Location: Stralsund, Germany
This was just a beer that I found for sale in Germany. During the Christmas markets in Germany, you can always find Glühwein, which would directly translate to “glow wine” although it is never called that. In the UK, they call it mulled wine, but I have never personally even heard of it in the USA. Glühwein / mulled wine is usually a red wine that is additionally seasoned with spices and sometimes certain fruits. It is then usually heated up so it is hot, like a hot chocolate or coffee would be. When I first came to Germany, I was skeptical of drinking warm wine, but I eventually learned to love it, and now it’s one of the things I look forward to the most when it’s winter and the markets open up.
I was in the store, and I found glüh-Bier, which logic would follow was also a drink that was supposed to be served warm. I bought it, and it stated that the beer could be drank warm or could, so I opted to try both: cold in the glass and warm in the coffee cup.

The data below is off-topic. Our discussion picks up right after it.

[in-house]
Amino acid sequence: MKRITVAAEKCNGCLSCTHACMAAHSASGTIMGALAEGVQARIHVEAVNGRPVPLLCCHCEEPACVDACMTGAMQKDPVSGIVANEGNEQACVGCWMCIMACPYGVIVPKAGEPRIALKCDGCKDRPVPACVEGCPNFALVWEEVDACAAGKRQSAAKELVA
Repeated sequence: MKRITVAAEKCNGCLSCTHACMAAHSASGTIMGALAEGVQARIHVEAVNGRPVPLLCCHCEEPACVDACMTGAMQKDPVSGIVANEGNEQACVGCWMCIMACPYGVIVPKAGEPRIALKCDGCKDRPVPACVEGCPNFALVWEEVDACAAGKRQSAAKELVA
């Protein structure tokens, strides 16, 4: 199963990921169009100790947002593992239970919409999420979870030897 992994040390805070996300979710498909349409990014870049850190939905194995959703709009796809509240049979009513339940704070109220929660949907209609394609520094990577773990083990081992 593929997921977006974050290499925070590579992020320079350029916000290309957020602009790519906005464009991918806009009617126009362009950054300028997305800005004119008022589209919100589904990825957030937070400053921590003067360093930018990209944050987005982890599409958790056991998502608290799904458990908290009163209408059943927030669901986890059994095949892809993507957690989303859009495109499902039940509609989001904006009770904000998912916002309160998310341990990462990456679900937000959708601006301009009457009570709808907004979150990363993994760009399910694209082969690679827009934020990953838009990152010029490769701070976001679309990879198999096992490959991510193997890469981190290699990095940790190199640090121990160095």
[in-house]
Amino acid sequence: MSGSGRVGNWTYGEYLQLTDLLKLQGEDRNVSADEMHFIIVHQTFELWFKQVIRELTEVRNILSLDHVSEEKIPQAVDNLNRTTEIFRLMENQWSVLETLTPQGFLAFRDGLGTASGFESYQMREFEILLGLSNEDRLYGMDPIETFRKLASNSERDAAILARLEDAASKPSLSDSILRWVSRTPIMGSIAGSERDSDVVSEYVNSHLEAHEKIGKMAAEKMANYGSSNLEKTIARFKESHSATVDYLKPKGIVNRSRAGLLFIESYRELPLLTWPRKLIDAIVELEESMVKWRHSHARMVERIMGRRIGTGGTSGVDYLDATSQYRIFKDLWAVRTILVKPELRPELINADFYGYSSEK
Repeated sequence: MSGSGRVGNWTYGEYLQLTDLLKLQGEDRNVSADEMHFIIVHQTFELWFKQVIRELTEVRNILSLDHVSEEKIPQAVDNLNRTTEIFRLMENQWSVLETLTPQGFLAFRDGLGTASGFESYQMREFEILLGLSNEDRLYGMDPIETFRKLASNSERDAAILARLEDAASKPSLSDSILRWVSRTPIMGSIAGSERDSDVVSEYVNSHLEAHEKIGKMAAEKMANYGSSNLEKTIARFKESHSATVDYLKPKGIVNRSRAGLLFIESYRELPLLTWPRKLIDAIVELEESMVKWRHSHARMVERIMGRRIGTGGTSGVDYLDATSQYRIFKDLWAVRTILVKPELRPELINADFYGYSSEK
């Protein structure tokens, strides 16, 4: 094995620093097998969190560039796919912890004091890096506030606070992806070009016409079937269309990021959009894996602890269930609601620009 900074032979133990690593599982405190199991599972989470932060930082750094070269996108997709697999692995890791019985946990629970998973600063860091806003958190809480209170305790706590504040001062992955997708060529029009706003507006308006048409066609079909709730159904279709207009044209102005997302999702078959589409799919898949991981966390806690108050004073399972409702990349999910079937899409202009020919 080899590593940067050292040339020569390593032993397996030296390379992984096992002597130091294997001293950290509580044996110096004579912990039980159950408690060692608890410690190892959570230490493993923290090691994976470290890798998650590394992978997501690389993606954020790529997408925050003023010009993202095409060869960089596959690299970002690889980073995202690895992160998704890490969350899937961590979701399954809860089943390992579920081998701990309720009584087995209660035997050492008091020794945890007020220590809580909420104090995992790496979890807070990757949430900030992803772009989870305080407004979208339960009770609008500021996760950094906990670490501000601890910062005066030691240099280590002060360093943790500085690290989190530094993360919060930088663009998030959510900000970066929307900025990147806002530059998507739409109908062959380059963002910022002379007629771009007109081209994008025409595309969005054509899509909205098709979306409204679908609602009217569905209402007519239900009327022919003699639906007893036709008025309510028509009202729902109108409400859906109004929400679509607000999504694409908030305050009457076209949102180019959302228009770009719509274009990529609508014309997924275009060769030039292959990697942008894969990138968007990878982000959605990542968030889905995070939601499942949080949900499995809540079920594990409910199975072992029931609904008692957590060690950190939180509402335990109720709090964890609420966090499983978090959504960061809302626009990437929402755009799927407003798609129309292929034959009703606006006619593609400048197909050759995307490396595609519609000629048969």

Sight: As I first poured the beer, I noticed that there was a mild amount of head, but it had a reddish tone to it. As I turned the glass, I noticed that the liquid itself also had a very deep-cherry color to it. The pictures seem to make it look a little more amber, but I can assure you that it is indeed a brilliantly darker shade of cherry. It basically almost looks like a red wine, or Glühwein, would look. Otherwise, it is fairly clear and it has a mild amount of small bubbles that are rising, which is, with the foam, the only thing that makes me think it isn’t just a Glühwein.
Smell: Definitely more like a mulled wine would smell. It smells like it is seasoned, and I want to say a little sweet. I feel like there is a hint of cherries, and maybe some other citrusy element to it.
Taste: It tastes good. It really reminds me of a Glühwein. It is definitely additionally seasoned and ever so slightly sweet. I feel like the cold version tastes a little zesty for some reason, whereas I feel the warmer version sheds the zest and takes on a slightly more hearty approach,with a slight twang of bitterness.